New Mexico Orthopaedics is excited to announce the addition of our newest physician, Dr. Antony Kallur. Dr. Kallur is a board-certified, fellowship-trained orthopedic surgeon specializing in spine and pediatrics.
Dr. Kallur has worked in Pediatric Orthopedics for over 12 years, and states that working with children is one of the most rewarding aspects of being a healthcare provider.
Dr. Kallur utilizes the latest technology (eg. Robotics and Navigation) and techniques (fusion and vertebral body tethering—a new, FDA approved non-fusion technique for scoliosis— to ensure the safest and most positive outcomes for intricate spinal surgeries.
He has worked in New Mexico for 10 years and enjoys a stellar reputation among referring physicians and fellow pediatric orthopedic surgeons. He was also an associate professor at Baylor college of medicine and worked at Texas Children’s hospital for the last 2 years as senior faculty in pediatric orthopedics, with special interests in spine and spine deformity.
His specialities and interests include:
- Adolescent idiopathic scoliosis— assessment, management, bracing, observation or surgery
- Neuromuscular, congenital, syndromic, and complex scoliosis in younger children— expertise in growing rods and casting
- Back pain in children— both athletes and non-athletes
- Conservative and operative interventions
- Fractures in children— treating all aspects of trauma in children (including spinal trauma)
- Lower extremity issues— limb length discrepancies, angular deformities, congenital malformations
- Tumors— all benign tumors
Dr. Kallur loves the abundance of outdoor activities and great weather New Mexico provides. In his free time, he loves hiking the Sandia mountains and foothills. He also enjoys golfing and running (Albuquerque is perfect for both) and loves to watch the balloons!!
Dr. Kallur is currently accepting new patients. To schedule an evaluation, please visit our self-scheduling portal here or contact 505-768-7507 today!
In Scoliosis Surgery, Lengthy and Complex (Albuquerque Journal), Dr. Anjali Subbaswamy (a Pediatric Intensive Care Physician at UNM) answers questions regarding a patient whose pediatrician has suggested she may need surgery and is wondering what that entails.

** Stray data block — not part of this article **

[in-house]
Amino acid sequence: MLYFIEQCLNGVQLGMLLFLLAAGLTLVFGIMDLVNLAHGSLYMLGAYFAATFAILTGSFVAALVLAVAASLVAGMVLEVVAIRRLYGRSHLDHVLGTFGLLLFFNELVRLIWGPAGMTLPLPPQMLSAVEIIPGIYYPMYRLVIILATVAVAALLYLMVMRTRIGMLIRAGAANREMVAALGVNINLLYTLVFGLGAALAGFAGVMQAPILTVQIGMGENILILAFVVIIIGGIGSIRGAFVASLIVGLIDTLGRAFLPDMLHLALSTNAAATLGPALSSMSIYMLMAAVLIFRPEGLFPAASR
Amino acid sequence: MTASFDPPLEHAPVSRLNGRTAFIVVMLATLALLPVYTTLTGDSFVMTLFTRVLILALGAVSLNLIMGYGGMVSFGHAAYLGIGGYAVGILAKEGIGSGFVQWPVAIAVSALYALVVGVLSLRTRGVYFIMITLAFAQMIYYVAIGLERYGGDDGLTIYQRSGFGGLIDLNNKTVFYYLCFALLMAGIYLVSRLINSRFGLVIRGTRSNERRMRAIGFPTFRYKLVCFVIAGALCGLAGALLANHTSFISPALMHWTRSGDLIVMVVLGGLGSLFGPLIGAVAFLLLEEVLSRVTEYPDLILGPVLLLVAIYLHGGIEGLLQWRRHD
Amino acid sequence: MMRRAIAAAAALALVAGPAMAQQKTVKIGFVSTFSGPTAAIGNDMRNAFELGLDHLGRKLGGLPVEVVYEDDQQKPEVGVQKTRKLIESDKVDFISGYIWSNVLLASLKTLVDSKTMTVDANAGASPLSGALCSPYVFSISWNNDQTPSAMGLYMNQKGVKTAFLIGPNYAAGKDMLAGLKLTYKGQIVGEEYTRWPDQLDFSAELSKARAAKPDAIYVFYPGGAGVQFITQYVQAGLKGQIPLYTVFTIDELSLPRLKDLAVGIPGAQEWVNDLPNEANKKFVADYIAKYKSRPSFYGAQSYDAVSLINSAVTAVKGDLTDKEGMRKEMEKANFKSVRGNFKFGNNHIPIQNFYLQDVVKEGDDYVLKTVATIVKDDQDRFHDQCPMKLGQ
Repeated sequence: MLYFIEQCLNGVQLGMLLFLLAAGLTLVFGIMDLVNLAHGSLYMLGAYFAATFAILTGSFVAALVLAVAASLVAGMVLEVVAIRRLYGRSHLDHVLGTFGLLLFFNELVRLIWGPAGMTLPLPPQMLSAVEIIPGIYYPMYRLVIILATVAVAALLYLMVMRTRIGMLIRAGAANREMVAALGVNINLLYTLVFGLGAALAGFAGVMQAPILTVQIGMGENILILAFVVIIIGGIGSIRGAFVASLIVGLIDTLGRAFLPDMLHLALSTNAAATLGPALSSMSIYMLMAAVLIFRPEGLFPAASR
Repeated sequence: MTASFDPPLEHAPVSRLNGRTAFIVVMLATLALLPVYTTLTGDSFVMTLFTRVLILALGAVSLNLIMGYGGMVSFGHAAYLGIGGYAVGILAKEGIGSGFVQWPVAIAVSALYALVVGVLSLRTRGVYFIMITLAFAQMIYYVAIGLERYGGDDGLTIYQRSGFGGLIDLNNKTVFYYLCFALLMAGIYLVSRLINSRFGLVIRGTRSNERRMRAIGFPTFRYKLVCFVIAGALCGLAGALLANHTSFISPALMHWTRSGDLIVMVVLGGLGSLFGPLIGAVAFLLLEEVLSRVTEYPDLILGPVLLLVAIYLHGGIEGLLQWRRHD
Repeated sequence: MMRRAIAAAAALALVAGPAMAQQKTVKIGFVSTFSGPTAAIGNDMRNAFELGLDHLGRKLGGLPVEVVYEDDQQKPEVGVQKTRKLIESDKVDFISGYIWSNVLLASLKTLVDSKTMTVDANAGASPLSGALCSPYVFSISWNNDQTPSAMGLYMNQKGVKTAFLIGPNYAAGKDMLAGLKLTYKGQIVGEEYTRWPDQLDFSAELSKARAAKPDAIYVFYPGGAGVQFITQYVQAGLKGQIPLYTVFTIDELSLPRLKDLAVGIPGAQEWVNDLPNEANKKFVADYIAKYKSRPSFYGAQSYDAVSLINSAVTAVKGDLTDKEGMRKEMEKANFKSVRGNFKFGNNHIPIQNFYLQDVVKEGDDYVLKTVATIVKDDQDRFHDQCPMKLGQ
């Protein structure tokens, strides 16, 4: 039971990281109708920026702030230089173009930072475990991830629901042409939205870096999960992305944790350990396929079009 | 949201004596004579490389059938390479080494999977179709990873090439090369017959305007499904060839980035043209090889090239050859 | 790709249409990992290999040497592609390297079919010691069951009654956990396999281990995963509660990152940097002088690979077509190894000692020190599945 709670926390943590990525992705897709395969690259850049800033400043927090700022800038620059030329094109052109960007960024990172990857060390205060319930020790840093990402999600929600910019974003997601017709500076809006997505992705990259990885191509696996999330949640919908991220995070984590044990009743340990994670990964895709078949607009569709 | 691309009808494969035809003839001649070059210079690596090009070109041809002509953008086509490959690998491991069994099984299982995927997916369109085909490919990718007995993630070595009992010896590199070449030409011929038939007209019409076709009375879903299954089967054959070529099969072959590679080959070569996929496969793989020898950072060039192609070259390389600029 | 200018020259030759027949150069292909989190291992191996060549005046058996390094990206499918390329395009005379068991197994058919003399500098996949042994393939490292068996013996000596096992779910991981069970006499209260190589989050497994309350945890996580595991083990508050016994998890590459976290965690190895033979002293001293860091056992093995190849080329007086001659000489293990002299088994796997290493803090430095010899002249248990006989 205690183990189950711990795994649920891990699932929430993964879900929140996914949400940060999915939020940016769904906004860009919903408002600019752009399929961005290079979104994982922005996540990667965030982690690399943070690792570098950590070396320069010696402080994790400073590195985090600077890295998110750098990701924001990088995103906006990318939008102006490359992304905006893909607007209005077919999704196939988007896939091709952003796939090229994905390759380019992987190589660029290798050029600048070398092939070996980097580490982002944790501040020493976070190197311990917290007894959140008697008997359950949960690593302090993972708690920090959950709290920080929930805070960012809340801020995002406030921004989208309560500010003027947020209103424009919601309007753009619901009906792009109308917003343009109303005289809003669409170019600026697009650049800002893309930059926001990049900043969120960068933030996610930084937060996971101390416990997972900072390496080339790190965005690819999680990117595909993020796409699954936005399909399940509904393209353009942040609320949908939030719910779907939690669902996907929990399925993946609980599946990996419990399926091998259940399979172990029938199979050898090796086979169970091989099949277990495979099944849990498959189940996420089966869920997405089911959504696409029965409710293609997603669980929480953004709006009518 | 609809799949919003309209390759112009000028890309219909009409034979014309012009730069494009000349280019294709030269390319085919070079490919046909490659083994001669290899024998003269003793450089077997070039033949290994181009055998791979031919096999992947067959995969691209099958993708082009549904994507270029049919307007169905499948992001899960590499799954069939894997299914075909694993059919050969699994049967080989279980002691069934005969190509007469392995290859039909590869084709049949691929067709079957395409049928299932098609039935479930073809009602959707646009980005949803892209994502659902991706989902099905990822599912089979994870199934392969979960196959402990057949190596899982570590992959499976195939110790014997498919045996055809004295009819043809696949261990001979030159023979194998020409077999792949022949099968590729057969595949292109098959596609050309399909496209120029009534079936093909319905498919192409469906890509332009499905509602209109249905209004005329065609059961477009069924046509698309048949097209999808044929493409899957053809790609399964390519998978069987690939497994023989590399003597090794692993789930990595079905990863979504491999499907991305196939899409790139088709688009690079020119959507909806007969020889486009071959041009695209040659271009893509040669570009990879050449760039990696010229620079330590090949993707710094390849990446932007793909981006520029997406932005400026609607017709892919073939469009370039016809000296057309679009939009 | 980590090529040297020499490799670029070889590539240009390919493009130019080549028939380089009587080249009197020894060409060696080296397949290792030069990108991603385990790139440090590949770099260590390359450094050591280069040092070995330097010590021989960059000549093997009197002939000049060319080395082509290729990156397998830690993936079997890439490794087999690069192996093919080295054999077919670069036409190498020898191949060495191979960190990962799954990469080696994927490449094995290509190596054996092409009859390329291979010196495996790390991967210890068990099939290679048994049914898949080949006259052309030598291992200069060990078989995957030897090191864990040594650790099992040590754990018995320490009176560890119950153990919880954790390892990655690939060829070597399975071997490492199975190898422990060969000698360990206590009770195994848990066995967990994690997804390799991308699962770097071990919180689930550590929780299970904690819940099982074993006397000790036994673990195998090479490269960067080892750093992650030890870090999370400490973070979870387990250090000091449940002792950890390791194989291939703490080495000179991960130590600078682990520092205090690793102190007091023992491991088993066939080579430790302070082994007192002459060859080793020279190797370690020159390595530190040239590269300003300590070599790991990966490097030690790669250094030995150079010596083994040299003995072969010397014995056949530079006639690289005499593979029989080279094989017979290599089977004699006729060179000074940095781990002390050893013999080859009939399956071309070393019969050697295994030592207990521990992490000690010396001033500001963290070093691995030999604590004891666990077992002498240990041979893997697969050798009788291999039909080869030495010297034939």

She notes a recent observation of markedly improved conditions post-surgery, prompting her to ask her colleague Dr. Antony Kallur (a Pediatric Spine and Orthopedics specialist formerly with UMN and currently with New Mexico Orthopaedics) what might be contributing to the improvements:
Q: My 14-year-old daughter has scoliosis and her pediatrician thinks she might need to have surgery. What does that entail?
A: The surgical repair for scoliosis is Posterior Spinal Fusion, and it is a surgery performed often in my hospital. It is a long surgery, often taking between 6 to 8 hours. The children usually, but not always, come to the Pediatric Intensive Care Unit (PICU) afterwards for postoperative care. They might stay in the PICU for 1 to 4 days, depending on how they recover. After that, they go to our inpatient Carrie Tingley Rehabilitation Unit, where they receive physical and occupational therapy. These therapies facilitate their ability to resume their activities of daily living, and also enhance their recovery. The therapists will give you exercises to continue at home. The entire hospital stay is typically 5 to 7 days.
There are 3 different kinds of pediatric scoliosis, all of which may require surgical treatment. They are idiopathic scoliosis, neuromuscular scoliosis and congenital scoliosis. Idiopathic scoliosis is by far the most common type. This affects otherwise healthy children, who have a sideways curve in their spine, which measures greater than 10 degrees. Your pediatrician may have done the Adams Forward Bend test to assess this, followed by some X-rays.